Death Of The Week: Mitsuharu Misawa
Dearly Departed: Japanese pro-wrestler, Mitsuharu Misawa, 1962-2009
Cause Of Death: A spine-crushing belly-to-back suplex.
Greatest Achievement: One of the greatest and most popular pro-wrestlers in Japanese history.
Really, Japan has pro-wrestling history! Of course, the Japanese populace go to extreme lengths when appropriating trends, so just imagine the kind of insane fandom that would follow a man deemed to be equivalent to Hulk Hogan; the most popular Japanese pro-wrestler of the ’90s.
Mitsuharu Misawa lived and died doing what he loved, hurling sweaty Japanese oafs around the ring. He was the big kahuna throughout the ’90s, winning the All Japan Professional Wrestling Triple Crown Heavyweight Championship five times, the Global Honoured Crown Championship three times, and was thrice named Wrestler Of The Year in the American “dirt sheet” Wrestling Observer Magazine (which covered wrestling ignoring the kayfabe illusion). He earned a litany of other awards including second place in Pro Wrestling Illustrated Top 500 wrestlers of 1997.
We can recount his personal history, from skilled amateur to his revolutionary debut match in AJPW to him rising to become president, then getting sacked and forming the Pro Wrestling Noah League and the Global Professional Wrestling Alliance. Or we could focus on is how his bad-ass nicknames, insane moves and fabulous costumes helped him pummel fellow ringside samurai.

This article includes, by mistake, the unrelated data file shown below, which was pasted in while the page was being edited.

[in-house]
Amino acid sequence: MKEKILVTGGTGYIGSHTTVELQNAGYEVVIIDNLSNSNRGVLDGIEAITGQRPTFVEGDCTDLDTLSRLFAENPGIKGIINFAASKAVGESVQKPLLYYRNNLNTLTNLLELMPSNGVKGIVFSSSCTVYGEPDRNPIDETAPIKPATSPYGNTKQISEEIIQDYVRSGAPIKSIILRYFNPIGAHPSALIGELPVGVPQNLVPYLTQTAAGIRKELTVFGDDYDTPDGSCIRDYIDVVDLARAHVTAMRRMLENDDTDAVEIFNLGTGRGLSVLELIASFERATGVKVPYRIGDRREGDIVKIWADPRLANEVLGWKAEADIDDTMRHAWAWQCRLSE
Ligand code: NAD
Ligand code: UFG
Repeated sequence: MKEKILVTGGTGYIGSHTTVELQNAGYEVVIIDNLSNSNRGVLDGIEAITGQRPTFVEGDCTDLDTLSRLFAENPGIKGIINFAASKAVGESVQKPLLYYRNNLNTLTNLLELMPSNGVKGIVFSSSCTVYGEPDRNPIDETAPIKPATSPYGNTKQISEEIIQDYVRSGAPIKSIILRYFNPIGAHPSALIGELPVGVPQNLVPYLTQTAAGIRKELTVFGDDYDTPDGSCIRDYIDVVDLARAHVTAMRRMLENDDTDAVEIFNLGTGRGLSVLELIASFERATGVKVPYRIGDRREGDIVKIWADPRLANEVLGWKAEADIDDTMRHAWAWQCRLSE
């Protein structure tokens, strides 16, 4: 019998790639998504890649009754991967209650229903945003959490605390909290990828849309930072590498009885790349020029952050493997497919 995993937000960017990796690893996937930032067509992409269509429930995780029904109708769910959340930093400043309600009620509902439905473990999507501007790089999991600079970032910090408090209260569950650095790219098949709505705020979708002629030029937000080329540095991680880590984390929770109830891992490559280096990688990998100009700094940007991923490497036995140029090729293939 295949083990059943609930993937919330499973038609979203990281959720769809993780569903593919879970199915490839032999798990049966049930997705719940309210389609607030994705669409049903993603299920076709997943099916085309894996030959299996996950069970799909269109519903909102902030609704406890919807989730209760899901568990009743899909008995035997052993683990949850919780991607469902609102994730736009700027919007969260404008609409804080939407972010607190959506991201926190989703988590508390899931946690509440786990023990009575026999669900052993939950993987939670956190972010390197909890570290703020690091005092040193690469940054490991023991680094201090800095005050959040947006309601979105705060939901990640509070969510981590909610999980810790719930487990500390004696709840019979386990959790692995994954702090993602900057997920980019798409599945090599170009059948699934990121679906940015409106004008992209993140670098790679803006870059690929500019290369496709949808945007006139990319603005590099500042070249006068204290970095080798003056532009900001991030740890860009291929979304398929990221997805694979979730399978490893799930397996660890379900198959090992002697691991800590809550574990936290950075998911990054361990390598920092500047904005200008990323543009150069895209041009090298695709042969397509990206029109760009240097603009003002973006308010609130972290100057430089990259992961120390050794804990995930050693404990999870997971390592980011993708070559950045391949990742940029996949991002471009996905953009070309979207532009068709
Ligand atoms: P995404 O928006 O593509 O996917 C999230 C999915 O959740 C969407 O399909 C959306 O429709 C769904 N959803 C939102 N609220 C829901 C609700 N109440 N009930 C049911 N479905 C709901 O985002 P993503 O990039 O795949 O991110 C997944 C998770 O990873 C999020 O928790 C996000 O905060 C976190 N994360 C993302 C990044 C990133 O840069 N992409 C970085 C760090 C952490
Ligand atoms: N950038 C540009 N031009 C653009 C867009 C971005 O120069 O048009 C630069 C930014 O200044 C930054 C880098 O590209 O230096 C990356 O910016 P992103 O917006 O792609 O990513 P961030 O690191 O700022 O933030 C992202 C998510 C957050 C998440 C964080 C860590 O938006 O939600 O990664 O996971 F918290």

If the names of finishing moves in the US are comical (‘The People’s Elbow’? What is this, World Communist Wrestling?), Japanese appropriations are destined to be sublime and ridiculous. How about smelling what Green Destiny is cookin’ here: a side powerslam called the Emerald Flowsion, a powerbomb called the Tiger Driver (which even had a Tiger ’91 revision as a kneeling double underhook ganso bomb), Tiger Suplex 85, the monkey flip and many elbow smash moves that combined into Suicide Dive outside the ring. Insane.
Yup, he was nicknamed Green Destiny. Due to that league-changing debut victory and his transformation of AJPW, Misawa was also dubbed the Standard Bearer For Future Generations. And if that’s not enough, he was also known as Kamikaze Misawa, Tiger Mask II and was formally addressed as (Mr) Untouchable. Bad-ass.
At 47, he was no doubt getting a little long in the tooth to be throwing his considerable bulk around the ring. On 13 June he teamed with reigning GHC champion Go Shiozaki against current GHC tag team champions Akitoshi Saito and expat American Bison Smith. Saito lifted Misawa up in a belly-to-back suplex and backdropped him. Misawa had time to say, “Cannot move” before he lost consciousness and was rushed to hospital. It was at Hiroshima University Hospital that the one of the greatest Japanese pro wrestlers to ever live finally died from spinal damage.
He will be missed.
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